Stellenbosch Cabernet Sauvignon
An intrinsic part of the South African wine scene, Stellenbosch Cabernet displays a greater diversity than is currently celebrated by its generic image, says Tim Atkin MW
64 wines tasted Not as stellar as expected, but Stellenbosch still offers good-value choices for Cabernet lovers
SYRAH MAY BE trendier, Cinsault more historic, Pinotage more distinctive, but most informed observers would agree that Cabernet Sauvignon is the Cape’s most distinguished red grape. It’s also the most planted, occupying 11% of the country’s vineyards, behind Chenin Blanc and Colombard, but ahead of all the other reds.
The variety is grown all over South Africa, but one region stands out for the quality and range of its Cabernet Sauvignons and Bordeaux style blends: Stellenbosch. The country’s second-oldest wine region grows plenty of other grapes too, but Cabernet is its flagship, partly thanks to its association with famous estates such as Kanonkop, Meerlust, Rustenberg and Vergelegen, but also because of the quality and diversity of what it produces in this painterly, mountainous area.
In this way, Stellenbosch is South Africa’s equivalent of the Napa or Maipo Valleys. Without Cabernet, Stellenbosch wouldn’t be Stellenbosch. And without Stellenbosch, South Africa wouldn’t be South Africa.
Stellenbosch likes to present a generic image, not least where Cabernet Sauvignon is concerned – there’s even a self-appointed group called the Stellenbosch Cabernet Collective – but it’s a big region, with 15,252ha in total, and 3,002ha of that planted to Cabernet, not all of which is equally well suited to the variety. In other words, there is more than one Stellenbosch, and there is more than one Stellenbosch Cabernet Sauvignon. It’s not just a question of house style – De Toren and Reyneke are next door to each other, but produce very different red wines – it’s also a question of soil, altitude, aspect and proximity to the cool breezes of False Bay.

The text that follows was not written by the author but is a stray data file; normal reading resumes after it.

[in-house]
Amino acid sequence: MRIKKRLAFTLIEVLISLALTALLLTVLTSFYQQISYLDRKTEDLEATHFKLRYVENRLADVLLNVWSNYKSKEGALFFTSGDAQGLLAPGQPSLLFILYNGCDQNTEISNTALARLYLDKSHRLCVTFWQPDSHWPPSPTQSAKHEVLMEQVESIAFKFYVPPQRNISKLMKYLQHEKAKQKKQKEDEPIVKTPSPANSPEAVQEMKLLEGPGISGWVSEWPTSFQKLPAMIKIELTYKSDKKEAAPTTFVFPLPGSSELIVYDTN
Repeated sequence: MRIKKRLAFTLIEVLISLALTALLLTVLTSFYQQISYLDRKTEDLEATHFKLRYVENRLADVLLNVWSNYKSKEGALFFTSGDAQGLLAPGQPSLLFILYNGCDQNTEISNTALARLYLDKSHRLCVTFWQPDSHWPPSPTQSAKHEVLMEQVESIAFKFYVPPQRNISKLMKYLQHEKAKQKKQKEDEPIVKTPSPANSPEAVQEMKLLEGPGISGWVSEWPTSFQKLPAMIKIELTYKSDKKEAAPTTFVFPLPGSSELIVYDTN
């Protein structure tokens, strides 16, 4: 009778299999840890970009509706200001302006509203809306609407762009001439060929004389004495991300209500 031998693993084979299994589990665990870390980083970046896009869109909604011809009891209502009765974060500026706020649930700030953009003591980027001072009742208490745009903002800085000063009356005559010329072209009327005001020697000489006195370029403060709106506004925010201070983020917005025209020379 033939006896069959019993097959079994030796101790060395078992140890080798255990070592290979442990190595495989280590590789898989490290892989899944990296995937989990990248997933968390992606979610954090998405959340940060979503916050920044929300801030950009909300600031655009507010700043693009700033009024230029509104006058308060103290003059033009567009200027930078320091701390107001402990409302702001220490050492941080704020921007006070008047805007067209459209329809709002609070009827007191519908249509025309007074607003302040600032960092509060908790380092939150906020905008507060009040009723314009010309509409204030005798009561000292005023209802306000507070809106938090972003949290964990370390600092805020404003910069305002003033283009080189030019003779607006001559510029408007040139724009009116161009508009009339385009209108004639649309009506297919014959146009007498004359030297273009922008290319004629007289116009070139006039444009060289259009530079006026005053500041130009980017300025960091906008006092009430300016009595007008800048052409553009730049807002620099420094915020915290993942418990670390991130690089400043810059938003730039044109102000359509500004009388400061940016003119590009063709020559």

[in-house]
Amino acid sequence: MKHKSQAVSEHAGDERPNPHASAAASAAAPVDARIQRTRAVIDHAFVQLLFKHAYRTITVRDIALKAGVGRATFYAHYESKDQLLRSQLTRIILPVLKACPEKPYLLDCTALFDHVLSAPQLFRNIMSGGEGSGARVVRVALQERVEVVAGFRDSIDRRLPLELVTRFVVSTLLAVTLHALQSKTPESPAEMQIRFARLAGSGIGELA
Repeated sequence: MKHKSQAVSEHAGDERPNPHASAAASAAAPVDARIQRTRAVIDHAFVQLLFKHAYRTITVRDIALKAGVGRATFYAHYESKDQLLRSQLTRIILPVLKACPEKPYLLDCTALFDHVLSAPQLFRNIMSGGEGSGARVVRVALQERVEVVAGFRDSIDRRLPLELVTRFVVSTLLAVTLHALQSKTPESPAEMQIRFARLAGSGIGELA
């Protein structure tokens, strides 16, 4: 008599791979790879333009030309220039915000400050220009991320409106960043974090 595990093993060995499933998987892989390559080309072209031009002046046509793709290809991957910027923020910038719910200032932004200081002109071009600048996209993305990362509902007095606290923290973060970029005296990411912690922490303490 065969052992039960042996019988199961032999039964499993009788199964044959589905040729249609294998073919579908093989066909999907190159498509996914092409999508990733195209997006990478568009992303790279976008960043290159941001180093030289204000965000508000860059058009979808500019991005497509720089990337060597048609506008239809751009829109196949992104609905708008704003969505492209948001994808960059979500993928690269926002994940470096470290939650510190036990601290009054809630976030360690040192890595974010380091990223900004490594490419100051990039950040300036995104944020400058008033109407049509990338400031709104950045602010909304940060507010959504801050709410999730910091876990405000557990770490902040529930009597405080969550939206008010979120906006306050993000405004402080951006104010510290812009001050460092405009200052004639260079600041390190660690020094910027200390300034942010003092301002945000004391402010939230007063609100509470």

Other crucial factors are blending – Cabernet is paired with the other four Bordeaux varieties (Merlot, Cabernet Franc, Petit Verdot and Malbec) as well as Pinotage and Cinsault – picking dates, the age of a vineyard (most are young) and the amount of leafroll disease they contain. Late-season varieties like Cabernet Sauvignon are much more affected by the virus than early-ripening ones.
Officially, Stellenbosch is a district made up of seven wards (see box, right) but the legislation doesn’t reflect reality. The Helderberg makes some of the region’s best Cabernets, as does Stellenbosch Kloof, but neither is a ward. To do justice to Stellenbosch’s sub-regions, Faure, Firgrove and Somerset West should also be included.
That’s arguably the next stage for Stellenbosch: to move beyond a generic message to one that names its best vineyards. When it does, you can be sure that a significant percentage will be planted with Cabernet.